You may ask why this bill hasn’t passed into law in over 30 something states! Politics is the reasons. Some politicians own and have friend that own businesses and feel this law will do more bad than good, as I disagree. Then you have the larger companies like Verizon that will donate millions to some of these politicians to not vote in favor of this bill, as they feel it’s not in their best favor. Bulling laws passed very quickly for our children because there was no monetary loss or gain for the politicians.

    You look at victims that go against companies like Verizon. I was in a federal mediation in Boston. My attorney was present, as well as the Verizon Attorneys and a Federal Mediator (Former Federal Judge). Verizon said: They will not allow me to ever win my case because they have endless resources. So many workplace bullying victims have not chance at all to compete for justice, so we need a law to make the playing field level for victims of this hennas crime. . . .

    . . . This situation has destroyed our lives, and the lives of many good and innocent people that get up each day to go to work. Many of these people made the right decision to stay out of trouble, get good grades when they were younger, some went to college, some went into the military to serve their country (like me as a former U.S. Marine) and some didn’t, but none of them, no matter what how they prepared for their futures to support themselves, and their families should ever have to endure such abusive and physiological torment at the workplaces. Some victims have acted out and seriously harmed or killed their bullies at workplaces. Some have killed themselves because of the overbearing pressures. Many lose their homes and families. . . .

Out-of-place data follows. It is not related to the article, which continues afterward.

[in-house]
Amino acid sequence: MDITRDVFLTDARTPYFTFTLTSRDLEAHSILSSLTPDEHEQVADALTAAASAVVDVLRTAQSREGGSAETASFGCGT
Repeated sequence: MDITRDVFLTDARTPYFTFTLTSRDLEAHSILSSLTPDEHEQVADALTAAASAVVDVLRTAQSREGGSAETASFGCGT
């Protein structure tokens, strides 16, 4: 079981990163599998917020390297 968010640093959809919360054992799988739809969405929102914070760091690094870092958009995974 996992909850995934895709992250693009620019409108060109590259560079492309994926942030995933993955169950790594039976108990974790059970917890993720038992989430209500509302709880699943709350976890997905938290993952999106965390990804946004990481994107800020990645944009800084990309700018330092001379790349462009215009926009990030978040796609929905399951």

. . . I personally went from earning a great living and paying my bills, to preparing for a foreclosure on my home and preparing for the filing of bankruptcy. This down fall because of workplace bullying, discrimination, reporting a hostile work environment, racism and then retaliation in several wants including my wrongful termination.

    So please do not stop until we can celebrate the victory of a Healthier Workplace for all of us, and our children’s futures as well.

    Thank you,

    Neal W. Dias